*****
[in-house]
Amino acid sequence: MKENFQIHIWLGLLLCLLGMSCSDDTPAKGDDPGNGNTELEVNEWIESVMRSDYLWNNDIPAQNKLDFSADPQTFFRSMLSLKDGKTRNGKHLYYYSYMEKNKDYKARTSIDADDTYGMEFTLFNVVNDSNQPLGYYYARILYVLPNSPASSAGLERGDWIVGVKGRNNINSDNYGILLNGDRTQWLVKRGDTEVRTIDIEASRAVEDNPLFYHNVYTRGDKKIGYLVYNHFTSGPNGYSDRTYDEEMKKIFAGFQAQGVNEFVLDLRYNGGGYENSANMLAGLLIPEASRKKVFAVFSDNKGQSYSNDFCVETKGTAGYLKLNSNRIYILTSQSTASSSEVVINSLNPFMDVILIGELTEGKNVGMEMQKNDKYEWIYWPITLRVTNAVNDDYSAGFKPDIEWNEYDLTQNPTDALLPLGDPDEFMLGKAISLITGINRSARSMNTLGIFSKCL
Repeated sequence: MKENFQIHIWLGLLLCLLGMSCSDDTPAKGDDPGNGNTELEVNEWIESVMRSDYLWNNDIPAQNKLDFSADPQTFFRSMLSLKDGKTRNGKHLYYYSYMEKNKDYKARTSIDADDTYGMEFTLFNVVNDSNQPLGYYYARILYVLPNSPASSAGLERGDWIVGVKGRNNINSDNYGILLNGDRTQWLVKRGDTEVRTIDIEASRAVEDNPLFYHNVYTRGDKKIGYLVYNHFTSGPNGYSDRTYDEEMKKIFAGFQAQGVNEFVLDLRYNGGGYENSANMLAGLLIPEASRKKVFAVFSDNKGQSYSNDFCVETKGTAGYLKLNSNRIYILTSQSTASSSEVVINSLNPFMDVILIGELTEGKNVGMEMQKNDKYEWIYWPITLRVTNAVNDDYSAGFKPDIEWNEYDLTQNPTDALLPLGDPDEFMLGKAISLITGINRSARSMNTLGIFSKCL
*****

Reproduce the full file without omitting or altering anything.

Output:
[in-house]
Amino acid sequence: MKENFQIHIWLGLLLCLLGMSCSDDTPAKGDDPGNGNTELEVNEWIESVMRSDYLWNNDIPAQNKLDFSADPQTFFRSMLSLKDGKTRNGKHLYYYSYMEKNKDYKARTSIDADDTYGMEFTLFNVVNDSNQPLGYYYARILYVLPNSPASSAGLERGDWIVGVKGRNNINSDNYGILLNGDRTQWLVKRGDTEVRTIDIEASRAVEDNPLFYHNVYTRGDKKIGYLVYNHFTSGPNGYSDRTYDEEMKKIFAGFQAQGVNEFVLDLRYNGGGYENSANMLAGLLIPEASRKKVFAVFSDNKGQSYSNDFCVETKGTAGYLKLNSNRIYILTSQSTASSSEVVINSLNPFMDVILIGELTEGKNVGMEMQKNDKYEWIYWPITLRVTNAVNDDYSAGFKPDIEWNEYDLTQNPTDALLPLGDPDEFMLGKAISLITGINRSARSMNTLGIFSKCL
Repeated sequence: MKENFQIHIWLGLLLCLLGMSCSDDTPAKGDDPGNGNTELEVNEWIESVMRSDYLWNNDIPAQNKLDFSADPQTFFRSMLSLKDGKTRNGKHLYYYSYMEKNKDYKARTSIDADDTYGMEFTLFNVVNDSNQPLGYYYARILYVLPNSPASSAGLERGDWIVGVKGRNNINSDNYGILLNGDRTQWLVKRGDTEVRTIDIEASRAVEDNPLFYHNVYTRGDKKIGYLVYNHFTSGPNGYSDRTYDEEMKKIFAGFQAQGVNEFVLDLRYNGGGYENSANMLAGLLIPEASRKKVFAVFSDNKGQSYSNDFCVETKGTAGYLKLNSNRIYILTSQSTASSSEVVINSLNPFMDVILIGELTEGKNVGMEMQKNDKYEWIYWPITLRVTNAVNDDYSAGFKPDIEWNEYDLTQNPTDALLPLGDPDEFMLGKAISLITGINRSARSMNTLGIFSKCL